Today’s Featured Contributor is Katie Doyle, a theater and broadcast student at Marquette University who is currently studying abroad in Dublin, Ireland. In her post, Katie gives ten unique tips to consider when searching for, reserving, and staying in hostels.
Traveling abroad is one of the greatest experiences you can give yourself! Here are some tips for getting the most out of your stay at youth hostels.
1. Read the Fine Print
Whether it’s Wi-Fi, a bath towel, bed sheets or a group pub-crawl, most youth hostel “amenities” come with a price tag. Before booking, read the fine print for details on things you might expect to be free, but usually aren’t. Key deposits can cost €5-15 and, although usually refundable, impact your pocket money. Check to see if lockers come with a fee. Many charges can’t be avoided, so plan ahead to know your costs from the start.
2. Shop Smart
That being said, there are ways to save. Websites advertising hostels usually indicate what’s free and what’s not. If you know you’ll need to finish that last-minute class assignment while traveling, free Internet just might win over free breakfast. Some hostels take a form of ID as collateral instead of a room key deposit. Others offer free breakfast and dinner. Taking advantage of these perks is all about doing the research well in advance of your trip.
3. Do Last-minute Booking in Person
Sometimes circumstances are beyond our control; trains are late, flights are missed. Whichever the case, you might find yourself unexpectedly looking for accommodation in an unplanned location. Surfing and booking online might work, but sometimes the best thing to do is ask about a room in person. Locate a nearby hostel and stop in. Hostels often have space, even if their websites say otherwise. It never hurts to ask!
4. Know the Cancellation Policy
The surprise situation rule works both ways; if something comes up and you have to cancel your reservation, beware that many hostels adhere to a strict cancellation policy. This means you can still be charged for your room, even if you aren’t in the country! So if you must cancel, do it as soon as possible (at least 24 hours before check-in is generally the limit) to avoid being charged for a room and a bed you won’t be using.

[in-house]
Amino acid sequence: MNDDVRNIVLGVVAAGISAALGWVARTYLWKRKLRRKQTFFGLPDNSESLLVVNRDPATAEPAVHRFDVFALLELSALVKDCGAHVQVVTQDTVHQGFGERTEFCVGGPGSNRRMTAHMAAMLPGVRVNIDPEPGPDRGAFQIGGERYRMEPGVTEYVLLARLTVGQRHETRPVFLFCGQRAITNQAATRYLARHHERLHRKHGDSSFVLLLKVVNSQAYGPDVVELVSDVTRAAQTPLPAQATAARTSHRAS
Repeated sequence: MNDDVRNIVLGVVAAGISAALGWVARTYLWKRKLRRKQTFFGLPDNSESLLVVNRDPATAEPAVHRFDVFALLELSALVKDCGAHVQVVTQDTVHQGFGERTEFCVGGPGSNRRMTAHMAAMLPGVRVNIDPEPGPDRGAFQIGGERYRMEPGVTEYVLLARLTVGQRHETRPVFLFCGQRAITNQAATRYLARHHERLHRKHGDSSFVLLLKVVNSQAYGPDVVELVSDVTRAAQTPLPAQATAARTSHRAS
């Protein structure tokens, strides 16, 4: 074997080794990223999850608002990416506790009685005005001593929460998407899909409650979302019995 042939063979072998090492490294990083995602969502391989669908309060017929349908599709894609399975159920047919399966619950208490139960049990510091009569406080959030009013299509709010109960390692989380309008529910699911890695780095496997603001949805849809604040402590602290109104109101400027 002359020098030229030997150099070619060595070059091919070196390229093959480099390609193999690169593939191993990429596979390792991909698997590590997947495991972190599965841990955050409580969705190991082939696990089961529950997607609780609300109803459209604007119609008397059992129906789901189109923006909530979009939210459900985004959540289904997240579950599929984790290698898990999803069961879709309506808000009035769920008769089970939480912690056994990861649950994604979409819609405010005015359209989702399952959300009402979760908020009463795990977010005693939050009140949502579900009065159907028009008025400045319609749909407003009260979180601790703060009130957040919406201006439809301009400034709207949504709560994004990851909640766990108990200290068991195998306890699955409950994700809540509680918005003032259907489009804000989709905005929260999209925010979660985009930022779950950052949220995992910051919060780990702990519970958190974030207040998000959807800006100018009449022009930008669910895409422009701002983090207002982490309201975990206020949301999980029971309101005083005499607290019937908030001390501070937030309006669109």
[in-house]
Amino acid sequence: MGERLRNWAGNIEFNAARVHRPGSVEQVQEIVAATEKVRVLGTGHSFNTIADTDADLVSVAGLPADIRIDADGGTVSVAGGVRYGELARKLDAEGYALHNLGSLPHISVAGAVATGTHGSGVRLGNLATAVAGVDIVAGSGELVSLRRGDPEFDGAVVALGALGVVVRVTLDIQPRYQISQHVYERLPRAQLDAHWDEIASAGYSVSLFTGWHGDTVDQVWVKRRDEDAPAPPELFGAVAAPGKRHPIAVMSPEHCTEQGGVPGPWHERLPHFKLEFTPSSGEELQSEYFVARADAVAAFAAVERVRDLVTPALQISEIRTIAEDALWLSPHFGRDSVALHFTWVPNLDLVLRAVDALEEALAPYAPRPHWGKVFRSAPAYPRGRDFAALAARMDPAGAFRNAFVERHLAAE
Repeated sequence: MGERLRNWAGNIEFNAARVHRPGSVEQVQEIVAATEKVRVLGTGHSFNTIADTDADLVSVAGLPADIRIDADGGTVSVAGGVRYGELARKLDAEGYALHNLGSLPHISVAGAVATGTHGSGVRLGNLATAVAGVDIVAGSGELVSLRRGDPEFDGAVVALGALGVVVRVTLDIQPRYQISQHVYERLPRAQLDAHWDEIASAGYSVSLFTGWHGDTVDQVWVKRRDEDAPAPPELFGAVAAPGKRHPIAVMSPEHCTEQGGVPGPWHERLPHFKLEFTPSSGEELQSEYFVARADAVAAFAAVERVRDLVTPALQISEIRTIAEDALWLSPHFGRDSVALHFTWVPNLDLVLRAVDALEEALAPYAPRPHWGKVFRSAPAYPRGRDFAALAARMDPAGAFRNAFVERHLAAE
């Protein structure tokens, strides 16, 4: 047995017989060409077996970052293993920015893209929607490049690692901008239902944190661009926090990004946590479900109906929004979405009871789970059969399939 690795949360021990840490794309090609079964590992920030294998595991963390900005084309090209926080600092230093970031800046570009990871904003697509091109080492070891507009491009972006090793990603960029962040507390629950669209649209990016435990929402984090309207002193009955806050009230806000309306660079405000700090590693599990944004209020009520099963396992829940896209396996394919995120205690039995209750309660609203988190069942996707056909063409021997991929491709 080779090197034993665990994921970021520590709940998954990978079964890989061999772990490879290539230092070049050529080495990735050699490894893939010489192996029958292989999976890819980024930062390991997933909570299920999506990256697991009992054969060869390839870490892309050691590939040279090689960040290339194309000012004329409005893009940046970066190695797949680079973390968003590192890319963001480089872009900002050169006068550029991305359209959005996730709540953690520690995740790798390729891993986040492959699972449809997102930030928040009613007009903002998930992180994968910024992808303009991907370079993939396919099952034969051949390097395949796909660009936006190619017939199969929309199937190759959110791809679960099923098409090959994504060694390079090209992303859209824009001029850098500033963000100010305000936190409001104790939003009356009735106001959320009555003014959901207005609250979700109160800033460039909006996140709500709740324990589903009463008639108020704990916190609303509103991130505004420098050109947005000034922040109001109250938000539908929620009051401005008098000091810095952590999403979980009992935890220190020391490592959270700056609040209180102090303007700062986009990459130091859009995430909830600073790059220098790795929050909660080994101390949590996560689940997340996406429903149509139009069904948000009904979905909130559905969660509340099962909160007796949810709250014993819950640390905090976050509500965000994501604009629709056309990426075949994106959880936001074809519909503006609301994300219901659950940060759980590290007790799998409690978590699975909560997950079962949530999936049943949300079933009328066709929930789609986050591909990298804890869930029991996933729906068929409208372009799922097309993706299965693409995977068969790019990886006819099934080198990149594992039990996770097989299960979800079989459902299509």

5. Don’t be a Noisy Neighbor
Depending on the rules of your accommodation, the hours of curfew can vary greatly. Know the curfew and abide by it. One key to remember when traveling abroad is that while you are there to enjoy yourself, it cannot be at the expense of others. Don’t be that inconsiderate, intoxicated individual singing in the hall at 2 a.m. Leave your sleeping bunk-mate undisturbed so he can wake up on time for his early morning flight!
6. Be Respectful
No matter where you stay, remember your manners. Don’t unpack your stuff on someone else’s bed or leave your dirty clothes on the floor. Respect your fellow travelers. You never know, you might have an unexpected friend or two right in your room!
7. Keep Personal Items Safe
Hostels offer storage ranging from open luggage rooms any person can access to lockers in the rooms to safekeeping for valuables at the front desk. Knowing where your items are and who can access them is smart, but the standards of security vary greatly, so be prepared! If you are concerned about a belonging’s safety, leave it at home.
8. Know the Age Requirements
Having an idea in advance of the age range of guests can prevent sudden discoveries of octogenarians in the bunk below you (okay, that might be a stretch, but you get the point). Some hostels limit the age of guests, but others are open to anyone and everyone – including college students, thirty-somethings and even families. Check the hostel age requirements or inquire before your stay so you’re comfortable with whoever is sharing a room with you.
9. Choose the Right Location
On a recent trip to Barcelona, my friends and I had to choose between staying on a beach or near the main drag, Las Ramblas. We chose the downtown option, which proved convenient for shopping and touristy activities. But it sure was a hike down to the beach! Neither option is better, necessarily, but your priorities are important to consider. Always consult a map before booking!
10. Understand Your Options
Paying for accommodation in a hostel isn’t the only way to go when traveling abroad. “Couchsurfing” is an increasingly popular phenomenon in which hosts and “surfers” connect, and accommodation is usually free. Hotels are reasonable with groups, but big cities can be challenging for a tight wallet. You might consider renting an apartment for a couple of nights, sharing the cost among three or four people. This option is more costly than a hostel but cheaper than a hotel. Check out websites like www.vrbo.com, where owners advertise apartments for rent. You can come and go as you please… a very relaxing feature.
In any case, traveling abroad is an enriching experience, any way you choose to do it!
Katie is a student at Marquette University studying Theatre Arts and Broadcast & Electronic Communication. She is currently studying abroad in Dublin, Ireland. Her travels have taken her around Europe and she will venture to Morocco next! Katie is happy to help fellow students by sharing what she’s learned this semester. If you’re interested in learning more about Katie’s travels, follow her tumblr: http://whereintheworldiskatiedoyle.tumblr.com/.